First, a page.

By Donald A. Shirk

Perhaps you are different than me, but when I became a believer I did not get zapped with a spiritual gift I never had before. I realize good and godly people hold different views on the acquisition of spiritual gifts. In this area I identify more with what Paul said about the reason for His effectiveness in ministry through the utilization of his spiritual skill set. He humbly yet frankly stated it was due to his “laboring more abundantly” (1 Cor. 15:10). What does this mean and what does this look like?

It’s one thing to be engaged in ministry and to have a grasp of how God wired you with particular abilities that you have surrendered to Holy Spirit control and developed through hard work. It’s another thing to recognize potential in others and to specify what that potential is in them, even when they might not know it yet. For me, it was a dedicated Sunday School superintendent who saw “something” in me as a young person and took the initiative to challenge me in various areas of ministry involvement. God used his seemingly small acts of encouragement to powerfully give direction to my life.

Needed today are pastors who both grasp this truth and see this as an important responsibility. In people work, this turns my crank more than anything in the privilege of seeing individuals grow! Here are a few practical things I do to awaken awareness of spiritual gifts and their development in people I see as future spiritual leaders:

  1. The power of the pen. Today people rarely receive handwritten notes. A sincere statement of encouragement that contains your observation of an individual’s potential for the Lord’s work can go a long way.
  2. Get out of the office. Whether it’s for breakfast, coffee, lunch, or whenever, the face-to-face approach communicates best. It shows your personal interest in them and results in an individual giving more weight to your suggestions and observations on how they can develop themselves for the Lord to use.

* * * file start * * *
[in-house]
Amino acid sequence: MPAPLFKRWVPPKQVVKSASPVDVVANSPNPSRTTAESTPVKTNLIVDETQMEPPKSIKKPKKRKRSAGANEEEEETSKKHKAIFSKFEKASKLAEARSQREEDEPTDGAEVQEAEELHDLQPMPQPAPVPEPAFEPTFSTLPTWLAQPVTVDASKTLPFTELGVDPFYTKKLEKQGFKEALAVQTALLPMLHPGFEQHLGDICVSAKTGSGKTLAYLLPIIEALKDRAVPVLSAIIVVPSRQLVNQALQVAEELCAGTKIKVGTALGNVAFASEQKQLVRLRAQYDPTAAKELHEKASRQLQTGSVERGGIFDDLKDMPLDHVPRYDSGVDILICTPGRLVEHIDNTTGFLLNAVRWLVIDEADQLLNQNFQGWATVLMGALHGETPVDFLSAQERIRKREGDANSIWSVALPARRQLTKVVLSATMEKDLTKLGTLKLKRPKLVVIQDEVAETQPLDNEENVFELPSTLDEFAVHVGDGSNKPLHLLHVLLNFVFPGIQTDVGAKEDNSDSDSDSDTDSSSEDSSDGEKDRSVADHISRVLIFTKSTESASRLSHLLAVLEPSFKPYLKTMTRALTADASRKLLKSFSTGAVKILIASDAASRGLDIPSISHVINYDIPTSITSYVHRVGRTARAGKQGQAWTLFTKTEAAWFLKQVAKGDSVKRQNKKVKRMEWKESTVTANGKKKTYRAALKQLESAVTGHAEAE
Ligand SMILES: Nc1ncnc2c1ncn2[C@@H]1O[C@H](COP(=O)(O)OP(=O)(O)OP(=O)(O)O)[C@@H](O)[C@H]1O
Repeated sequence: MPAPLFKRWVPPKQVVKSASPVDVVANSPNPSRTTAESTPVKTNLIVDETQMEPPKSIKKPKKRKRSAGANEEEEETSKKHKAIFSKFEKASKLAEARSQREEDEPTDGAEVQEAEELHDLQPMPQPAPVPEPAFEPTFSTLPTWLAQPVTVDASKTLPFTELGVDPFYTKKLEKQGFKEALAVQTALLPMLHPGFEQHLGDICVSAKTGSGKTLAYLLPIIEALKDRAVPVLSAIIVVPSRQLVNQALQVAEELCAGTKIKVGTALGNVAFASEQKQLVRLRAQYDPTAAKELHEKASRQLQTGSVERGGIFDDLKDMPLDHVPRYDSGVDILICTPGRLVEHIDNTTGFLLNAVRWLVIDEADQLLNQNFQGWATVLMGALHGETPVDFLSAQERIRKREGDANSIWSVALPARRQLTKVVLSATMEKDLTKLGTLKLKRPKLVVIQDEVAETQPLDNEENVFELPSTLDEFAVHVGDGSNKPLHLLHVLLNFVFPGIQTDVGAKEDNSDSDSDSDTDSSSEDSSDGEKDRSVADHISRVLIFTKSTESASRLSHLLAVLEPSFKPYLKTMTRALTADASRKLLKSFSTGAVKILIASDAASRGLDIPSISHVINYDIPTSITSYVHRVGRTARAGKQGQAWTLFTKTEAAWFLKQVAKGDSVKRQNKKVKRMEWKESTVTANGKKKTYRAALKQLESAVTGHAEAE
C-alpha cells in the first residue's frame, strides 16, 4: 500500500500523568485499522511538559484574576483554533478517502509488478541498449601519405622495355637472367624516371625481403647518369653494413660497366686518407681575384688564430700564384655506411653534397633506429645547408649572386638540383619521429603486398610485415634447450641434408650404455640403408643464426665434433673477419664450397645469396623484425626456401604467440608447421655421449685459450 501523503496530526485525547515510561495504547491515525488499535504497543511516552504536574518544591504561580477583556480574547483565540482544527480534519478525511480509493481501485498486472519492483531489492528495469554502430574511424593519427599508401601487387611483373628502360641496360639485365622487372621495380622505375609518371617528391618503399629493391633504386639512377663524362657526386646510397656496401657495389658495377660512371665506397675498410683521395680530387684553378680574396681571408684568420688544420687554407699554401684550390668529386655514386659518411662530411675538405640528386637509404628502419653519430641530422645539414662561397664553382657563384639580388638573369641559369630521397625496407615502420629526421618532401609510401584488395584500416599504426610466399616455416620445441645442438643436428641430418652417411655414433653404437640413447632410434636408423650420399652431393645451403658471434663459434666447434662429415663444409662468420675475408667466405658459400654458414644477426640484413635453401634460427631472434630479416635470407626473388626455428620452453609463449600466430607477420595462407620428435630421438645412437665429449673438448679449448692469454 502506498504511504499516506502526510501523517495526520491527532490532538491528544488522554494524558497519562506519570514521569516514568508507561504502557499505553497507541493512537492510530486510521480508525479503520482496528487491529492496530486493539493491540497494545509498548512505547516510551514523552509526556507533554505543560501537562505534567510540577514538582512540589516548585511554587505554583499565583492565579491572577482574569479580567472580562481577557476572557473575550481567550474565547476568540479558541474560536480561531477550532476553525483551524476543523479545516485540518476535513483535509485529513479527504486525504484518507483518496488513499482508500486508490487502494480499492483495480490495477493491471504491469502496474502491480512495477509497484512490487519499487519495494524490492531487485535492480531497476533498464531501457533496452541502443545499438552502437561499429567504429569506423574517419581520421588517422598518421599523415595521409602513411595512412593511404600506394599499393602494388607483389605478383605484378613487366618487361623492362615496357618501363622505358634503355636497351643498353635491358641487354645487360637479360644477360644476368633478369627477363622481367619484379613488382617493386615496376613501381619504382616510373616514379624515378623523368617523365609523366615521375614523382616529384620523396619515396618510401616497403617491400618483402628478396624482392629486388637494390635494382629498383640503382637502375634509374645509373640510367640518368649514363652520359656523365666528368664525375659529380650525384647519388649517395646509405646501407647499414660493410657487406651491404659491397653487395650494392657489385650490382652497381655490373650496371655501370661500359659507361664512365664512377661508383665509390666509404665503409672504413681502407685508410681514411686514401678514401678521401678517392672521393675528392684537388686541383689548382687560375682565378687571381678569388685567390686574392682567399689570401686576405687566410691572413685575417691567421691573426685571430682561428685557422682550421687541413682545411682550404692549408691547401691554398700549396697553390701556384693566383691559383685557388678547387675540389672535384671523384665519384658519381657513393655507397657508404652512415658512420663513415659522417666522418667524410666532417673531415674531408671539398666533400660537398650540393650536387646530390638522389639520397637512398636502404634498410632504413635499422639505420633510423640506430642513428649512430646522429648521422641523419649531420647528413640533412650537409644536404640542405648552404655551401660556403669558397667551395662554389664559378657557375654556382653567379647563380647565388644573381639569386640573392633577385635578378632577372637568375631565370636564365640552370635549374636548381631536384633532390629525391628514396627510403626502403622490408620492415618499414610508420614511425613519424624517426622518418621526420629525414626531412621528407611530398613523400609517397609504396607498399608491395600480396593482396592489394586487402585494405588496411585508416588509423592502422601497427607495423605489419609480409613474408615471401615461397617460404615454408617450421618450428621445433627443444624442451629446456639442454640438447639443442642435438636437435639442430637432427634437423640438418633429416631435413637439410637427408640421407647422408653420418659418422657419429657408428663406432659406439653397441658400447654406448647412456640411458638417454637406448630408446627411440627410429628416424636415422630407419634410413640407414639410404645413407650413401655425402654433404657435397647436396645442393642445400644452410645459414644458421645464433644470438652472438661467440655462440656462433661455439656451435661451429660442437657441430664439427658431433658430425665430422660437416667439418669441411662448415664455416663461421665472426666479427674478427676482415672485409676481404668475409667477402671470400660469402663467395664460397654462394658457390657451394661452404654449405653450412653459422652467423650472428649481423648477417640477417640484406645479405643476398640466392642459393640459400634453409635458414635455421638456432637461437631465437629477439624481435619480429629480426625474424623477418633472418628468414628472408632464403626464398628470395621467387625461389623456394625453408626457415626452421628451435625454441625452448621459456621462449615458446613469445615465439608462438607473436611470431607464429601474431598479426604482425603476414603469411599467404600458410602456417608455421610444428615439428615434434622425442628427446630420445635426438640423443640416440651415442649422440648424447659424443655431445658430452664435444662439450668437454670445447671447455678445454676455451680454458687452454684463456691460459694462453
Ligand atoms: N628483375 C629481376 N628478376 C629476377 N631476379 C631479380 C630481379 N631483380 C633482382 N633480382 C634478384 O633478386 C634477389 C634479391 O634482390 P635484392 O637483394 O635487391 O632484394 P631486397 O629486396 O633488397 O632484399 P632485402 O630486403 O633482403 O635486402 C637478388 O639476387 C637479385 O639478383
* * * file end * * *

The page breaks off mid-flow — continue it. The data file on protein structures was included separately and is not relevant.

3. Be like Mike. You may or may not remember the commercial, but the question is this: “Who wants to be like you?” Who is buying into your life? Would you follow you? Pastors need to model not only authentic godliness, but the fact that they love what they do and have unlimited optimism in their great God! Excellence of character both attracts and compels others to develop similar traits in their lives. It gives a clear road map to follow.
  4. Be specific, but general. Point out the specific admirable traits of a person’s godliness and character, but then be general in how the Lord might use them. Say something like, “Because of such and such, it could be that God’s hand is on your life in a real way, and maybe He is using _______ in your life right now to point you in a new direction.” All you are doing initially is planting the seed that the Lord might grow. Give them a simple, doable first step.
  5. Just do it. Make these kinds of conversations and appointments happen. Just last week I met with a young man in our church in whom I see ministry potential. I was sharing this with a friend of mine who teaches in a seminary. His remark to me on how few pastors do this kind of thing was shocking to me, and unfortunately other Christian leaders have shared the same observation.

Behind each of these points I see the faces of people who are now active in the Lord’s work, including my two pastoral associates. They are men who years ago did not know beans in a basket about the Bible! They were not “zapped” either, but today they are my peers and partners in ministry!

Donald A. Shirk is pastor of Grace Baptist Church, Batavia, N.Y.